A drone strike just outside the Somali capital killed more than 22 people and injured 21, including many children, a witness and a relative of the victims told The Washington Post. Two security sources, who spoke on condition of anonymity because they were not authorized to speak to the media, said the attack was carried out by a Turkish drone.

The reports are likely to fuel concerns that the proliferation of drones is leading to a huge increase in civilian casualties for which there is little accountability.

Witness Daud Hassan Mohamed said the strike hit a house in an agricultural area the evening after Iftar, the meal at which Muslims fasting for the holy month of Ramadan break their day-long fast.

“There was an airstrike targeting the victims. But when people started rushing to the scene to rescue them, the same people were hit by more airstrikes,” he said. “What happened was a massacre.”

The victims included about 15 children and several women, he said. The wounded were being treated at Madina Hospital in Mogadishu, he said. Doctors in Madina were not immediately available for comment.

Mohamed said the attack hit a house in an area called Baqdaad, or “Baghdad,” about seven kilometers from the town of Alifow, northeast of Mogadishu. There was no fighting in the area immediately before the attack, although there had been clashes the previous day in a nearby village between Somali paramilitary forces and Islamist insurgents called al-Shabab, he said.

Al-Shabab fighters typically do not openly travel to government-controlled areas such as Mogadishu to seek medical treatment, otherwise they would be arrested.

Turkey regularly carries out drone strikes in Somalia in support of Somali government forces. Turkey is a close ally of Mogadishu, a major donor, has trained Somalia’s Gorgor or “Eagle” commandos and operates the airport and port under commercial contracts. Mogadishu is home to Türkiye’s largest military base abroad.

The Turkish government and Somalia’s information minister did not immediately respond to requests for comment. An Africa Command spokeswoman said the U.S. had not carried out an attack in the area.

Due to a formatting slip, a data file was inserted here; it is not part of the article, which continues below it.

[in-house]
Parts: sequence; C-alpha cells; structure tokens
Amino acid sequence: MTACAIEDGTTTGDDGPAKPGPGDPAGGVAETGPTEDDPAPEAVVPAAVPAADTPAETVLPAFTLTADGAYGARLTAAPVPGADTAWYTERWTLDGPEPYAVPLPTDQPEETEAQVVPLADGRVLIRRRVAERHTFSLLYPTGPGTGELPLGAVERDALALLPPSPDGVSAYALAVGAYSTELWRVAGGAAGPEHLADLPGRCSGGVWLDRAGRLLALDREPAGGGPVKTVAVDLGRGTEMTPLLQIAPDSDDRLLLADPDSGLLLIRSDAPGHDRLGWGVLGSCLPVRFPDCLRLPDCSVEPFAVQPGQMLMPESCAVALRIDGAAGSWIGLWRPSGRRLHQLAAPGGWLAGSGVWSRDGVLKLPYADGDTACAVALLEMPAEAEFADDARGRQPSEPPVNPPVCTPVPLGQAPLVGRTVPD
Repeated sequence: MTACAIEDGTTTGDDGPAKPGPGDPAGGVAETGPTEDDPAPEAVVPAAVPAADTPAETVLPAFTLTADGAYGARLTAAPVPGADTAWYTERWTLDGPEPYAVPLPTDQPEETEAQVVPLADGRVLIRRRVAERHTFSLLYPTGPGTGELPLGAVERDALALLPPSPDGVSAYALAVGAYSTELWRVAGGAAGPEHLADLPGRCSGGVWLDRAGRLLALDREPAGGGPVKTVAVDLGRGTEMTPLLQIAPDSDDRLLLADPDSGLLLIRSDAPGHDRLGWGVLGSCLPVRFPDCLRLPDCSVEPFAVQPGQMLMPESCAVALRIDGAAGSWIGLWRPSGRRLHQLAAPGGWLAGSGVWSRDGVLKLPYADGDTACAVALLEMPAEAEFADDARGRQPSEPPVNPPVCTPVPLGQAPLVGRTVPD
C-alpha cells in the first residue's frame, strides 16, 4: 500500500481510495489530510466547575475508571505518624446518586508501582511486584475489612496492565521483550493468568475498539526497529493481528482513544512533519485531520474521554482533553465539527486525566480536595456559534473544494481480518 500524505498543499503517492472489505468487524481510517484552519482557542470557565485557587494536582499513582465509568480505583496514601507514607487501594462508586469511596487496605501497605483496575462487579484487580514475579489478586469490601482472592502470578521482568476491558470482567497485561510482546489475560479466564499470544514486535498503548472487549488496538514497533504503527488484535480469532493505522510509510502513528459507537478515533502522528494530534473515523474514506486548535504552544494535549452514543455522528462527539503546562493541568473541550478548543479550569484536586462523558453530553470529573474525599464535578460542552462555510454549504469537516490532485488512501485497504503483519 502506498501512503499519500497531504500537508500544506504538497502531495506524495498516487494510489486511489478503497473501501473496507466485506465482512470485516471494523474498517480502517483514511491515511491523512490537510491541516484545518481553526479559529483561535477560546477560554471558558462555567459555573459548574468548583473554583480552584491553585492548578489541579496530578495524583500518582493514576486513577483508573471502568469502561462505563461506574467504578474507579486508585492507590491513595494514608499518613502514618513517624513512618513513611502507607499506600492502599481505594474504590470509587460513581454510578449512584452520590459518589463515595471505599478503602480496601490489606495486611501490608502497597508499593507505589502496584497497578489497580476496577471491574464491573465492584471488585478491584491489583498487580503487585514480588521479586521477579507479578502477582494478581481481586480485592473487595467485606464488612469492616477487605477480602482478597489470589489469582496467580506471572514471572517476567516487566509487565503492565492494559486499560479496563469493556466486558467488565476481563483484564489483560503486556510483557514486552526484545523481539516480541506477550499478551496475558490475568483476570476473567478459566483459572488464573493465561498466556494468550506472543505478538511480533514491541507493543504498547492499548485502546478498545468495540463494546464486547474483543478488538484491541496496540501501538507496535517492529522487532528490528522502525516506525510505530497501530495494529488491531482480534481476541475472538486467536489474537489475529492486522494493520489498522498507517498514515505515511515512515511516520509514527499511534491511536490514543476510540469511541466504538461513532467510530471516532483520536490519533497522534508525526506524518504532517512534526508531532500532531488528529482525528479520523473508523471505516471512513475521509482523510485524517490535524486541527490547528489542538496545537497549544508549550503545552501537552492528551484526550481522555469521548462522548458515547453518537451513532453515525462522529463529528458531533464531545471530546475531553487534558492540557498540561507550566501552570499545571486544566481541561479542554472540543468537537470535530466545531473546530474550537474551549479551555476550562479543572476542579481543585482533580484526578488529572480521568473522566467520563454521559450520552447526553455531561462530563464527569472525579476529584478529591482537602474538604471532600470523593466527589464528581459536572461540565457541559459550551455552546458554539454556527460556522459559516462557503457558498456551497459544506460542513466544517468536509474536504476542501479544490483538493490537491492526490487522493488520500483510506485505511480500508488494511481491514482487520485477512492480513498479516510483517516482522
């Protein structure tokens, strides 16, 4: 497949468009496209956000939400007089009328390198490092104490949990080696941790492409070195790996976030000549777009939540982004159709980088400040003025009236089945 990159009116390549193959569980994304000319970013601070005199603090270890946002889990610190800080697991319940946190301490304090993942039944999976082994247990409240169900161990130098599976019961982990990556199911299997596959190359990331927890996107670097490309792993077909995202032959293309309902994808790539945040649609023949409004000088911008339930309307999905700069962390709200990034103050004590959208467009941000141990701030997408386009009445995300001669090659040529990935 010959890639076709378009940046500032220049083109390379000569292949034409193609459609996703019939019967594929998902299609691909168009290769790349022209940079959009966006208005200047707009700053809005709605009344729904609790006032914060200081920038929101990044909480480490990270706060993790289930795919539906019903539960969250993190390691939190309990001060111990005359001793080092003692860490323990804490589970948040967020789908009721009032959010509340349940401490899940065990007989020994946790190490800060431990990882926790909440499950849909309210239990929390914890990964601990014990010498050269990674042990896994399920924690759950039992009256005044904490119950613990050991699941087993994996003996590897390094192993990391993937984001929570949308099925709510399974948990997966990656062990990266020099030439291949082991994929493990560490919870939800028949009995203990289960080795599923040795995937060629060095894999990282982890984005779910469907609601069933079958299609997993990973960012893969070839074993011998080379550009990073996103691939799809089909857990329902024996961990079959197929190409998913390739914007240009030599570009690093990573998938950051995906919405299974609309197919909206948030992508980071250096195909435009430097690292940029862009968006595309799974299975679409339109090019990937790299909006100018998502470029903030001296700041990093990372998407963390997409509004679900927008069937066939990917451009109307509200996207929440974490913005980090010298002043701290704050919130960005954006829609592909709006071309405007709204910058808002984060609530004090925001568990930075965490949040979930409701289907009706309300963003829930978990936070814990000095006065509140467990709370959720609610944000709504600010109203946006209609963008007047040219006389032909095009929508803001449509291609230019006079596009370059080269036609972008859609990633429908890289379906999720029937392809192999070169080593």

Abdulkadir Mayow, a relative of several victims, spoke to The Post from Madina Hospital. The 37-year-old gave an incomplete list of the dead and injured, including four dead women and eight injured women. Among the seriously injured were five children and two women who were “clinging to their lives” in the hospital, he said. Among the wounded was a four-year-old girl, the only survivor of her family, he added.

The strike hit families from the Gorgaarte subclan who lived in the fields after fleeing fighting about three years ago, he said. His description of the location, time and circumstances of the attack – based on accounts from the wounded – including multiple attacks on those rushing to the scene, was consistent with the testimony of witnesses.

“I was born and raised in the area where the strike took place but was in Mogadishu at the time of the strike. When I came to know what had happened and knew that the victims were on their way to Madina Hospital, I rushed here,” he said. “Nothing justified the indiscriminate killing that took place last night. … They have endured droughts, floods, conflicts and now this.”

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